Guilford County Schools transportation review highlights problems

GREENSBORO, N.C. -- Guilford County Schools leaders are determined to improve transportation. This comes after transportation experts pointed out the district is less efficient than similar school systems in North Carolina.

“Our transportation system had a lower efficiency rating than other comparable districts in the state and so that was kind of the beginning part of this process,” said Scott McCully, chief operations officer for Guilford County Schools.

McCully says Superintendent Sharon Contreras' transition team report last year helped uncover the problems.

It got the ball rolling on bringing in the council of great city schools to look at the transportation department back in October.

“A very top to bottom review and then over the next month, month and half prepared a report,” McCully said.

That report highlighting several issues.

One of them being there are too many bus routes.

There are more bus stops in Guilford County making for a longer bus ride for students -- 23 minutes on average. In Wake County, there are fewer bus stops and students spend only an average of 19 minutes on the bus.

“As we improve our systems and being able to upload data from the night before and being able to identify where those changes are in routes, then the more efficient. The less time students are out waiting for a bus, the fewer minutes a student is on the bus and the fuller our buses are,” McCully said.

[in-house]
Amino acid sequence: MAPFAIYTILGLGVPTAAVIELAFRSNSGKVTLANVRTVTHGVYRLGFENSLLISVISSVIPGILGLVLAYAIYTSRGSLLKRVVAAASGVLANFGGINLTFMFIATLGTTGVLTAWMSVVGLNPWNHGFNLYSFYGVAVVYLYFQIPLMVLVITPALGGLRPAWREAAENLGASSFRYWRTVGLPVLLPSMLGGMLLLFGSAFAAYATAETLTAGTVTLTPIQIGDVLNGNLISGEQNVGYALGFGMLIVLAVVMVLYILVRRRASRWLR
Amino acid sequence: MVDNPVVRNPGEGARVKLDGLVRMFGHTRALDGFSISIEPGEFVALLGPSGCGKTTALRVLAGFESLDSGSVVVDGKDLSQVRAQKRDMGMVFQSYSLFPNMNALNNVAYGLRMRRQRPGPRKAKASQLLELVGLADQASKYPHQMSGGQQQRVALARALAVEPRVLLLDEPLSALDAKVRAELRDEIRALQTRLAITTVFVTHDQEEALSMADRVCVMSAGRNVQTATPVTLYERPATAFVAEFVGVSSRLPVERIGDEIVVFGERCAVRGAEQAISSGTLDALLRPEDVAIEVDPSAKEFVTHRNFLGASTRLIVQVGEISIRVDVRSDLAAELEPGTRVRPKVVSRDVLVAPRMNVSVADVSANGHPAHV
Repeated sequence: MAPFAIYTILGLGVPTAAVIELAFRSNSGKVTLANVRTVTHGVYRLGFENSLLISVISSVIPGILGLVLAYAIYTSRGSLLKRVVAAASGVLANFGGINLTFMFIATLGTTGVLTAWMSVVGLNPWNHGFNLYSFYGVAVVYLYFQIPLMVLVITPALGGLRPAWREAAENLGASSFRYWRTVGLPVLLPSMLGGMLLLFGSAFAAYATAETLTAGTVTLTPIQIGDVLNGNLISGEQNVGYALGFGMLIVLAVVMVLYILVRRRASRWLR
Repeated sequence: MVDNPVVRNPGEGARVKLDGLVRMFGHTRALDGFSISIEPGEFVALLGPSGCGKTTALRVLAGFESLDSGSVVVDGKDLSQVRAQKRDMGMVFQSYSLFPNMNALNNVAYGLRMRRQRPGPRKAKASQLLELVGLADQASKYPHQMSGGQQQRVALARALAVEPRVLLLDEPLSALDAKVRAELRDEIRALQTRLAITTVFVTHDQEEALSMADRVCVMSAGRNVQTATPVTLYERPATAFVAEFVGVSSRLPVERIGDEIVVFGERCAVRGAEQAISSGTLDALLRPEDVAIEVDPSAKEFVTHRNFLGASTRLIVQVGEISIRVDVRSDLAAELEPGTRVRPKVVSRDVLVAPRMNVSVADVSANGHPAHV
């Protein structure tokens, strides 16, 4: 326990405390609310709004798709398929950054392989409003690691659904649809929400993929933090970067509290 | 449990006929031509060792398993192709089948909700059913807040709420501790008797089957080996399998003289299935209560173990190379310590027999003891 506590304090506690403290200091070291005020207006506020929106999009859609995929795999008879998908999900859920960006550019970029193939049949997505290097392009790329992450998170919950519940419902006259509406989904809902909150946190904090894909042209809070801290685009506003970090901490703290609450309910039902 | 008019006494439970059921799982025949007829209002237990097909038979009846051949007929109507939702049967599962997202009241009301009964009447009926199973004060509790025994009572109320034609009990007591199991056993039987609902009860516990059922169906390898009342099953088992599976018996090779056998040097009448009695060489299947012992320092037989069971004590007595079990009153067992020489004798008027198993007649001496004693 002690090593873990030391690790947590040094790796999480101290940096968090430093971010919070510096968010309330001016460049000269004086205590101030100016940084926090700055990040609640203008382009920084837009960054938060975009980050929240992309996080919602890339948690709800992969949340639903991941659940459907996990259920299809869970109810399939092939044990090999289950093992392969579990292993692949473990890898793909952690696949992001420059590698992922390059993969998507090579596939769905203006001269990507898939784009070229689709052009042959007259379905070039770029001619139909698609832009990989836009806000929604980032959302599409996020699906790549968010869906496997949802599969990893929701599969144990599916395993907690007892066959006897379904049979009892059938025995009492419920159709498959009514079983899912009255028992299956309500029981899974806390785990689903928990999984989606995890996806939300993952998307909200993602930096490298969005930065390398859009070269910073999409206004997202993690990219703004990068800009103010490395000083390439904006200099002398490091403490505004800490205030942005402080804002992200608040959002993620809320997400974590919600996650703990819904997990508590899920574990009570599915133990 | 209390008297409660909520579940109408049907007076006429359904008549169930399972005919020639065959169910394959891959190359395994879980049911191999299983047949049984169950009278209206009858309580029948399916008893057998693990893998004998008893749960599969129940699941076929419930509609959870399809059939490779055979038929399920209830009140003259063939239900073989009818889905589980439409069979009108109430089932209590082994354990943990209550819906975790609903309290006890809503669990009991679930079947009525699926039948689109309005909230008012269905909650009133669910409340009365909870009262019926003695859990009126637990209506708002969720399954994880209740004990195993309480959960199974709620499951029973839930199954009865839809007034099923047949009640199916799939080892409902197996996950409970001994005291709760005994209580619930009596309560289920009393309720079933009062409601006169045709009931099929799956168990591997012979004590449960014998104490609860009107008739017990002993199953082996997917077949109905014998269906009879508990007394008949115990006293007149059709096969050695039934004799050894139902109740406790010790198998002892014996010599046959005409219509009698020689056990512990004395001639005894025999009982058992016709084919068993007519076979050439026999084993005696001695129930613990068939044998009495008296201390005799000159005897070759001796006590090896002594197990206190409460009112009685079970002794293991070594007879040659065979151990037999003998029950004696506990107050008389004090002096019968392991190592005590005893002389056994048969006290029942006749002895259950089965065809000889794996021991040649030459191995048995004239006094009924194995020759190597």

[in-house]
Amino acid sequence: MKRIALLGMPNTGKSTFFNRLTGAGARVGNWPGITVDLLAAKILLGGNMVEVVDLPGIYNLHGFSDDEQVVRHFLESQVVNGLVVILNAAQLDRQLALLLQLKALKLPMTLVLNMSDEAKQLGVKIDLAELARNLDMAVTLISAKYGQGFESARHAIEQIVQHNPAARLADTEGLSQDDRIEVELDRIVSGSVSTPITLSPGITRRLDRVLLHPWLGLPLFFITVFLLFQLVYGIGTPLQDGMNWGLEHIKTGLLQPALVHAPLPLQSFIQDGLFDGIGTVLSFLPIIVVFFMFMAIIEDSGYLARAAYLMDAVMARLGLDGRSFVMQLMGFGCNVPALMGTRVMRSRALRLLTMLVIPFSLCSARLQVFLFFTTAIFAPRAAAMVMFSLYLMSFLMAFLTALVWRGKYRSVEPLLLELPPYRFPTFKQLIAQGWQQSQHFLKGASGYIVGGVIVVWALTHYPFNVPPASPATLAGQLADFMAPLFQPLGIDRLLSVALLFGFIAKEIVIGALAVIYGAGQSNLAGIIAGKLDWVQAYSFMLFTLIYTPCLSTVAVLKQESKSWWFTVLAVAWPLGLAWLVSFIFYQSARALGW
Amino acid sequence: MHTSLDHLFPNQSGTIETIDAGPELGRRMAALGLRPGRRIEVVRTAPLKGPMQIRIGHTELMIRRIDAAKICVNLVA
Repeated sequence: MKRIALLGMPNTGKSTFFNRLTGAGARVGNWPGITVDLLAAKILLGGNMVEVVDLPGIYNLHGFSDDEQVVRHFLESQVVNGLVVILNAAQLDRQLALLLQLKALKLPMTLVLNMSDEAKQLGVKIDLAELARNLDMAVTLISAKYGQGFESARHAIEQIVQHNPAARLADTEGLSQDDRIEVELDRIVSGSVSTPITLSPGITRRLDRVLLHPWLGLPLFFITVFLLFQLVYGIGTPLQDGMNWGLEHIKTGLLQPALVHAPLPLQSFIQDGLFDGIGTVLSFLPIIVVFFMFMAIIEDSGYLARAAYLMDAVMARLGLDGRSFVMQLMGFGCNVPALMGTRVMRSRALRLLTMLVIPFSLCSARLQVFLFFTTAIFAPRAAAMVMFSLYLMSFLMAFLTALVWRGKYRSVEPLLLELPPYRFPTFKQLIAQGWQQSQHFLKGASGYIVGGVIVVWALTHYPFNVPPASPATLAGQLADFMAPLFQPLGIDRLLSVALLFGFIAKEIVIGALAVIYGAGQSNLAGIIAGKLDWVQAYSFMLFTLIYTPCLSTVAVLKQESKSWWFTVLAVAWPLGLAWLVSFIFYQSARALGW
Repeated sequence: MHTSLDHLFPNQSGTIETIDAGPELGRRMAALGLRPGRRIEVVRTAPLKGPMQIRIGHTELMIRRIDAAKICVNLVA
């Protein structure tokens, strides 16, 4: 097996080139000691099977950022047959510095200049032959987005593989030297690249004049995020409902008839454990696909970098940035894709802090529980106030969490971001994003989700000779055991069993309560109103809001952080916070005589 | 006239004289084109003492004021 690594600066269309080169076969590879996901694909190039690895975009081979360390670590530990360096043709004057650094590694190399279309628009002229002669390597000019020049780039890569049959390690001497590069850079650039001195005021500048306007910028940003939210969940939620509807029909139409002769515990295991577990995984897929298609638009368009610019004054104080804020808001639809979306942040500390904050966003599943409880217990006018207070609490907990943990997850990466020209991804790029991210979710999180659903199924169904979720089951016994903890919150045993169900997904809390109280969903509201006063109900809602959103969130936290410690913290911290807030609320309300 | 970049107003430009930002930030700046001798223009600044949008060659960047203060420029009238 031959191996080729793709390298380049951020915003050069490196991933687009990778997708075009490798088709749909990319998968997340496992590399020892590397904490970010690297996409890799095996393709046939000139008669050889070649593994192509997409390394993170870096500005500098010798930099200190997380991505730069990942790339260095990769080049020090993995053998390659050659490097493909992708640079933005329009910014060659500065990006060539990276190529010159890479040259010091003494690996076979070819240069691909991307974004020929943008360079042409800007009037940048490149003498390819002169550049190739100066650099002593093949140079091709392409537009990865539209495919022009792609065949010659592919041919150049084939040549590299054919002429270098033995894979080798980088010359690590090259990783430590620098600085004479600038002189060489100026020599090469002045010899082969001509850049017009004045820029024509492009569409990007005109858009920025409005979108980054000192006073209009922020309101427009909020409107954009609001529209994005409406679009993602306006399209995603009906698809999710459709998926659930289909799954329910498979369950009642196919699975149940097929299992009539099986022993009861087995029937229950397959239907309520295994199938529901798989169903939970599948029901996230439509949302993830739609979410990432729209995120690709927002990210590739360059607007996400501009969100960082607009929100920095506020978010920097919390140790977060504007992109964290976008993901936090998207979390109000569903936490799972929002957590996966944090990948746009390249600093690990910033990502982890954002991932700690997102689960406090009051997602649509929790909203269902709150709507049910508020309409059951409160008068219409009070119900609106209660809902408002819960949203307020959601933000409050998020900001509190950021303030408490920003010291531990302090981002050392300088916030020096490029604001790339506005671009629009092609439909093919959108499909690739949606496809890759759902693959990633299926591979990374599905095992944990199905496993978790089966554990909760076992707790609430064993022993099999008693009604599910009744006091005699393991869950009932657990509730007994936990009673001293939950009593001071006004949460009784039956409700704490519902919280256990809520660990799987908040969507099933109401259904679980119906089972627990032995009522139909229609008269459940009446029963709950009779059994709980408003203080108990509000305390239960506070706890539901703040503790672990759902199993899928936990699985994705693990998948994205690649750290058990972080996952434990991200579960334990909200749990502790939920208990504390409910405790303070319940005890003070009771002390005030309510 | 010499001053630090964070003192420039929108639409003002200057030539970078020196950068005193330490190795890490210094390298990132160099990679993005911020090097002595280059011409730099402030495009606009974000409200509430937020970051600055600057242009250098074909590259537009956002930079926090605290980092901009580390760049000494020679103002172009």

The report goes on to point out the district's bus transportation facility is too small for the amount of buses it houses and it lacks bus driver training.

McCully says the district wants to add more training throughout the year.

“We may need to be creative about that. It's very easy to bring bus drivers together when there's no routes that need to be serviced. It's much more challenging over the course of the year,” he said.

From the review, there are also recommendations to better streamline communication to parents done through a program called Blackboard and better securing school bus lots.

“We're excited about getting this process started. We have this report that can support a lot of the things that our transportation department has wanted to do,” McCully said.

“We have to make sure that whatever we are doing is based on the actual needs of what the children are, not someone from somewhere else or sitting at an office because they don't know,” said Regina Westray, who has grandchildren in GCS.

Altogether, the district was handed about 25 recommendations.

McCully says the next step for the GCS is to talk about putting some of these improvements in place and then presenting it to the school board.